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Old 10-09-2003, 01:01 PM   #1
Paul Kayley
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Rob, wanted to call upon your Biochemistry expertise. I am trying to get to grips with energy production as a fat-adapted athlete.

As I understand it at the moment fats are oxidised in the mitochondria via beta-oxidation, while carbohydrates are oxidised via the TCA cycle. The oxidation of FFAs being reliant upon the availability of glucose (from plasma, glycogen, and gluconeogenesis from glucogenic aminos) Is it an over simplification to say that fat must burn in a carbohydrate flame?

How does glycerol from triglycerides fit into this to keep the TCA cycle going?

In what sort of proportion or to what extent is glucose needed to support beta-oxidation?

I have read that glucose can be produced from fats in the liver. I didnt know that this was possible...unless the glucose is being derived from the glycerol portion rather than the fatty acid portion?

I have also seen that ketone bodies enter into the mitochondria to contribute to energy production in some way. How do they do this?

Can ketones provide energy to support the TCA cycle and fill in the gaps left by glucose to maintain beta-oxidation of fats?

I understand that the brain, renal cortex, and other peripheral tissues can use ketone bodies as an alternative to glucose for energy, and it is even proposed that these organs even preferentially use ketones over glucose when there is a consistent and dominant supply. How do ketones provide this energy?

Sorry for so many questions. Thanks Paul
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Old 10-10-2003, 05:14 PM   #2
Robert Wolf
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Paul-

Beta fatty acid oxidation produces two carbon units which can then be plugged into the TCA cycle as acetyl-coA.

http://www.gwu.edu/~mpb/betaox.htm



In the presence of adequate carbohydrate FA's are metabolized to C02 and H20. As carbohydrate enters the TCA cycle as a 3 carbon molecule forming ultimately oxaloacetate, it is added to the two carbon molecule of acetyl-coA forming citrate. If Carbohydrate is lacking the TCA cycle can not function and the acetyl units are formed into beta-hydroxybutyrate.

Here is a great desctription of all this...ketosis is explained near the bottom:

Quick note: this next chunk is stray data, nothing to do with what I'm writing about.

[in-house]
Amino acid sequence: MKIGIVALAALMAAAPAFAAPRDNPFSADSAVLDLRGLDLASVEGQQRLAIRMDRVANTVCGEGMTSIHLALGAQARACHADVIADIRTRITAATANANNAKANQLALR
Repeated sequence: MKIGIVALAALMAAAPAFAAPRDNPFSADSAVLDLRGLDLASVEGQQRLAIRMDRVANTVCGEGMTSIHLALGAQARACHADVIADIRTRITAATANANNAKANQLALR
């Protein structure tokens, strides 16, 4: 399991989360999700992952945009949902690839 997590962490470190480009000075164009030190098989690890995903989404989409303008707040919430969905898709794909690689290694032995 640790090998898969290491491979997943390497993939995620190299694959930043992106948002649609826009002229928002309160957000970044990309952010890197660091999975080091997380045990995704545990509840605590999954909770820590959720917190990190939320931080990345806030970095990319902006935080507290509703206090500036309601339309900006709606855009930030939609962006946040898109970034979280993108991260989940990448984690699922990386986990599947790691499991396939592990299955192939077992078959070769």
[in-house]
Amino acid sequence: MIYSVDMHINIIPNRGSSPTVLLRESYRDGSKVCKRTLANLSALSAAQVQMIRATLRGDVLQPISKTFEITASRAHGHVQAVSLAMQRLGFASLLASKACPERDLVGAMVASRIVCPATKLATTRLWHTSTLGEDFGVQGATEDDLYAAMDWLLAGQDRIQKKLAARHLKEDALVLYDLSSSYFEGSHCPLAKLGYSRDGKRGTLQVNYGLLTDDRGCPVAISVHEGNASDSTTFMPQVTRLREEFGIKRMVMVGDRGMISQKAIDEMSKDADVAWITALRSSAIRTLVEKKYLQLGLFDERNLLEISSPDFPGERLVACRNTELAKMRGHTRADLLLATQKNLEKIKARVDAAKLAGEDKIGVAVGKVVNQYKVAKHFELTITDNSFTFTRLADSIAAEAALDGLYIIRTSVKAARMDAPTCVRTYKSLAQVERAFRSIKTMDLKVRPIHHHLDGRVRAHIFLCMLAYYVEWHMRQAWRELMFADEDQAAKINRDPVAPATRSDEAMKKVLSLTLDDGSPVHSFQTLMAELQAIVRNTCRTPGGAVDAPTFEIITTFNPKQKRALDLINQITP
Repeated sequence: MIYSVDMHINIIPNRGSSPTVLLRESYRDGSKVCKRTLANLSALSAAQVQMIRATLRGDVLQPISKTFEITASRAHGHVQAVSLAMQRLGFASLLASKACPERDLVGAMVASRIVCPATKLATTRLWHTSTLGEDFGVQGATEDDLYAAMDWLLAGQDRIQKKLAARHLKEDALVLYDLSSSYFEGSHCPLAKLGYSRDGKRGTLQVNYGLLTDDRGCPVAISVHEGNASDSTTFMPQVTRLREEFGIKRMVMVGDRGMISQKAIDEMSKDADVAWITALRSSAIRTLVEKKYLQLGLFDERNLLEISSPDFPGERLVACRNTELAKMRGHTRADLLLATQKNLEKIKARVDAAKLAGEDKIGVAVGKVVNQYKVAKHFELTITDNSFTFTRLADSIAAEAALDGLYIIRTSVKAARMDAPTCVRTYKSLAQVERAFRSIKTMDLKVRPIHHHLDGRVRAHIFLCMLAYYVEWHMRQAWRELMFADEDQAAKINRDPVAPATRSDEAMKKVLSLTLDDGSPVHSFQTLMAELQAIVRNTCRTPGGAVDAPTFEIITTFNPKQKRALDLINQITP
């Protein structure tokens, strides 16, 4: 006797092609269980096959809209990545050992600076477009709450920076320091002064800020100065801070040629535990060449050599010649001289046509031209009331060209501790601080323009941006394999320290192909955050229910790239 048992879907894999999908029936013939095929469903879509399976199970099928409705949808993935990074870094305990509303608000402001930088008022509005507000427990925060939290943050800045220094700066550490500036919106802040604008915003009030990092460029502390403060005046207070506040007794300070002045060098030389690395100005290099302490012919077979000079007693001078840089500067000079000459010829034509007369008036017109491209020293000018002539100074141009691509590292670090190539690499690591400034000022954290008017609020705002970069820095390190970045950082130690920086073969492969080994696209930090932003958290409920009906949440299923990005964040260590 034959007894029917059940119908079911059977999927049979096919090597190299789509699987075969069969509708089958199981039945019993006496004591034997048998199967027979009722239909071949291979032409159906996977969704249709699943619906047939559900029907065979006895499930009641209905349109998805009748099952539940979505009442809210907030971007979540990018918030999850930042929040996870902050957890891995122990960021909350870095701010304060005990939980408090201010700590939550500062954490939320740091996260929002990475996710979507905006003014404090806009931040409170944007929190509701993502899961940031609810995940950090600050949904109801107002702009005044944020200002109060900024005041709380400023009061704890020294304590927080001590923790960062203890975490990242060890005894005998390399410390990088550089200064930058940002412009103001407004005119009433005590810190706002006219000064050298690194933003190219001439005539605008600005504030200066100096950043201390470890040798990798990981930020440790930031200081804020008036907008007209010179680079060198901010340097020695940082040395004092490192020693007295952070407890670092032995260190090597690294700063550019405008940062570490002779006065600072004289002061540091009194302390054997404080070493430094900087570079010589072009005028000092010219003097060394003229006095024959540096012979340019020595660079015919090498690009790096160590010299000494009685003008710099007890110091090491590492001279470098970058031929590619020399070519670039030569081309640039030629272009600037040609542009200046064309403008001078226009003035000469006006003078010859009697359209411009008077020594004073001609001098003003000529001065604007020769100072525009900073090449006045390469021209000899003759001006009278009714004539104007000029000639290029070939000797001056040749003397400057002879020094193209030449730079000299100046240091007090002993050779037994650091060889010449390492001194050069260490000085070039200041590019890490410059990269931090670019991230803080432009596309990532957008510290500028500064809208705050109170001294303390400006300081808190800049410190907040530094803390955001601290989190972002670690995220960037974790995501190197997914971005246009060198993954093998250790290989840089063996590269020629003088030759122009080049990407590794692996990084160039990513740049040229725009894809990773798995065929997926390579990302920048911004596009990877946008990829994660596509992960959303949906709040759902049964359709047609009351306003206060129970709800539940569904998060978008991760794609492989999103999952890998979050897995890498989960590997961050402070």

http://www.indstate.edu/thcme/mwking...oxidation.html

I'm not sure HOW ketones provide energy...the text seems to imply that they are formed into four carbon units and then cut back to acetyl units...that is still not going to work for the standard TCA cycle, so I'm not sure unless gluconeogenesis provides oxaloacetate via amino acids...probably the case as there are not other pathways!

Here is a good site as well but it is ironic that they know the mechanisms of the science yet draw the same wrong conclusions as the rest of the world:

http://www.np.edu.sg/~dept-bio/bioch.../aab_lipid.htm

The only contribution fats can play to glucose production is glycerol...really minor all things considered. this is illustrated at the top of the last diagram.

Glucose acts in a semi catalytic fashion in the TCA cycle...I forget the ecact ratio but you get a lot of milage out of each glucose molecule with regards to supporting the oxidation of fatty acids.

If i missed something, let me know!
Robb
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Old 10-11-2003, 02:16 AM   #3
Paul Kayley
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Thanks Rob, very interesting stuff. I am hoping that the key is to recognise the potential of glucose more as a semi-catalyst rather than a primary fuel source.

Have you encountered any research or literature which can shed light on what aspect of endurance training actually stimulates mitochondrial density increases? Is it simply a response to prolonged and elevated metabolism of the cells involved; or is it more likely to be a response to depleting glucose stores and therefore a need to glycogen-spare by increasing mitochondria numbers, so that each can work at a lower rate per workload and therefore use a greater % of fats thus sparing glucose?

Cheers PK
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Old 10-11-2003, 05:04 PM   #4
Robert Wolf
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Paul-

I have NO idea wha the direct stimulus is. Many, many factors occur in long term adaptations, for example increased lactate shuttle efficiency. Have you read the time cours of training adaptions Coach has refrenced previously? Look in the archives and /or the free CFJ. if I remember correctly some of that is discussed.
Robb
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